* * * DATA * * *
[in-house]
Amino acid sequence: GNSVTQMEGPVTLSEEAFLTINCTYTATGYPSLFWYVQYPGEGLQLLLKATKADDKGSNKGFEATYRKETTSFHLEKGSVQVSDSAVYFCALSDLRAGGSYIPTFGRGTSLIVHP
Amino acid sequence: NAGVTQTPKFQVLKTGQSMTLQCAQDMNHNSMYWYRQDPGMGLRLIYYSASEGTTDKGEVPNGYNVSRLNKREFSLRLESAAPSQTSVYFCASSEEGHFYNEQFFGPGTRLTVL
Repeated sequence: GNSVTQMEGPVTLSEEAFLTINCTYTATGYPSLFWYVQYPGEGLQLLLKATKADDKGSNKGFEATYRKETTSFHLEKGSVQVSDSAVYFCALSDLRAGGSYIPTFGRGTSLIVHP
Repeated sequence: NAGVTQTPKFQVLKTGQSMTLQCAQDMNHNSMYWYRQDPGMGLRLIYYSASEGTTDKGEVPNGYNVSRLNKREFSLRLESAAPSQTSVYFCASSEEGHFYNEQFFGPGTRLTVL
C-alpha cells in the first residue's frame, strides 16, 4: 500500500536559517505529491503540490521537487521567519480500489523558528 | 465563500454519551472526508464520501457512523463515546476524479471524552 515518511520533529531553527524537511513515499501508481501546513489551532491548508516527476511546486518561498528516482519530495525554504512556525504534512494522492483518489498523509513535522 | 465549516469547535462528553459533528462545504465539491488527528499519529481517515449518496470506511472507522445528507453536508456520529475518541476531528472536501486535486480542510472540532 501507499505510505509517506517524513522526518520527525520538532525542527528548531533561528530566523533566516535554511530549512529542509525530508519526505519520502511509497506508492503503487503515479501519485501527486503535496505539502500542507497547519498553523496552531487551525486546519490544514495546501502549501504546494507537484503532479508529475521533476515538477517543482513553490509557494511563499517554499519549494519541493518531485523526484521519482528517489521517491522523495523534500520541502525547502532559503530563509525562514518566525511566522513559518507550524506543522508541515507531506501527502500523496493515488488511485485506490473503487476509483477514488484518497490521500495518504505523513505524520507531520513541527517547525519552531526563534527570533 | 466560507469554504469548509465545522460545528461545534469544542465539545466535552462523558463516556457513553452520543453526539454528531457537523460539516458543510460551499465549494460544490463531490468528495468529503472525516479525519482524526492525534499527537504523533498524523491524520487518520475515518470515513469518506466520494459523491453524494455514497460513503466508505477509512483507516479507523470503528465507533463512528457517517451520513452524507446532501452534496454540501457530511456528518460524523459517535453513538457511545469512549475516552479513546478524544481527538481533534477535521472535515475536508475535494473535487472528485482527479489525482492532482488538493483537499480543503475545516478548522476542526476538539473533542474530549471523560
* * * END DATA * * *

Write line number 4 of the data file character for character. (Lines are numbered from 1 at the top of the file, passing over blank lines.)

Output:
Repeated sequence: GNSVTQMEGPVTLSEEAFLTINCTYTATGYPSLFWYVQYPGEGLQLLLKATKADDKGSNKGFEATYRKETTSFHLEKGSVQVSDSAVYFCALSDLRAGGSYIPTFGRGTSLIVHP